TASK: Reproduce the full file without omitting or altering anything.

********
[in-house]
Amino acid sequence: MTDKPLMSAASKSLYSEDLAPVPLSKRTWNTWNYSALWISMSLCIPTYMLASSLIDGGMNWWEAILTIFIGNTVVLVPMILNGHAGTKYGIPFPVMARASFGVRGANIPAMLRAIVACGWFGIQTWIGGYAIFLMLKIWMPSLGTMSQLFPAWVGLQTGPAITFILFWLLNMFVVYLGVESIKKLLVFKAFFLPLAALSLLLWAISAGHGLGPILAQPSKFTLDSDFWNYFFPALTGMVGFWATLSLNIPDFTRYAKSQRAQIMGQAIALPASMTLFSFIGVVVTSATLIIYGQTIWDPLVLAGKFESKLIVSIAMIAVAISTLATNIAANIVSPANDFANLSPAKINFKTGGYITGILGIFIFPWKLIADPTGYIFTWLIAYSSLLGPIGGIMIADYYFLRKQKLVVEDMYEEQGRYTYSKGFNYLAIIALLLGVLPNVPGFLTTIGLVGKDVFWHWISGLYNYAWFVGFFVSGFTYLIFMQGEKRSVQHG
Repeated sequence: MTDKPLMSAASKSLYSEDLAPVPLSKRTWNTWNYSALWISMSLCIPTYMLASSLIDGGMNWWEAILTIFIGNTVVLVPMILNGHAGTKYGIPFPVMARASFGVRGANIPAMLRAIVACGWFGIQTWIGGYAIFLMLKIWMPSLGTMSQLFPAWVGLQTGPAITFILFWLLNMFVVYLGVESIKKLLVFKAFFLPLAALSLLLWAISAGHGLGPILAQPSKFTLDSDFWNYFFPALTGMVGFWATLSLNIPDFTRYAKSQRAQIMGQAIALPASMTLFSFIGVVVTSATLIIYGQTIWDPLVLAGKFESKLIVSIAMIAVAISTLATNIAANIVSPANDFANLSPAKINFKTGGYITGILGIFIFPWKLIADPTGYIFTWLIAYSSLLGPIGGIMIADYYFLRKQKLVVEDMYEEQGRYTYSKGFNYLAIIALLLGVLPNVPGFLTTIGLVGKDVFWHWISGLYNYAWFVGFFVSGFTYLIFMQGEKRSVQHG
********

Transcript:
[in-house]
Amino acid sequence: MTDKPLMSAASKSLYSEDLAPVPLSKRTWNTWNYSALWISMSLCIPTYMLASSLIDGGMNWWEAILTIFIGNTVVLVPMILNGHAGTKYGIPFPVMARASFGVRGANIPAMLRAIVACGWFGIQTWIGGYAIFLMLKIWMPSLGTMSQLFPAWVGLQTGPAITFILFWLLNMFVVYLGVESIKKLLVFKAFFLPLAALSLLLWAISAGHGLGPILAQPSKFTLDSDFWNYFFPALTGMVGFWATLSLNIPDFTRYAKSQRAQIMGQAIALPASMTLFSFIGVVVTSATLIIYGQTIWDPLVLAGKFESKLIVSIAMIAVAISTLATNIAANIVSPANDFANLSPAKINFKTGGYITGILGIFIFPWKLIADPTGYIFTWLIAYSSLLGPIGGIMIADYYFLRKQKLVVEDMYEEQGRYTYSKGFNYLAIIALLLGVLPNVPGFLTTIGLVGKDVFWHWISGLYNYAWFVGFFVSGFTYLIFMQGEKRSVQHG
Repeated sequence: MTDKPLMSAASKSLYSEDLAPVPLSKRTWNTWNYSALWISMSLCIPTYMLASSLIDGGMNWWEAILTIFIGNTVVLVPMILNGHAGTKYGIPFPVMARASFGVRGANIPAMLRAIVACGWFGIQTWIGGYAIFLMLKIWMPSLGTMSQLFPAWVGLQTGPAITFILFWLLNMFVVYLGVESIKKLLVFKAFFLPLAALSLLLWAISAGHGLGPILAQPSKFTLDSDFWNYFFPALTGMVGFWATLSLNIPDFTRYAKSQRAQIMGQAIALPASMTLFSFIGVVVTSATLIIYGQTIWDPLVLAGKFESKLIVSIAMIAVAISTLATNIAANIVSPANDFANLSPAKINFKTGGYITGILGIFIFPWKLIADPTGYIFTWLIAYSSLLGPIGGIMIADYYFLRKQKLVVEDMYEEQGRYTYSKGFNYLAIIALLLGVLPNVPGFLTTIGLVGKDVFWHWISGLYNYAWFVGFFVSGFTYLIFMQGEKRSVQHG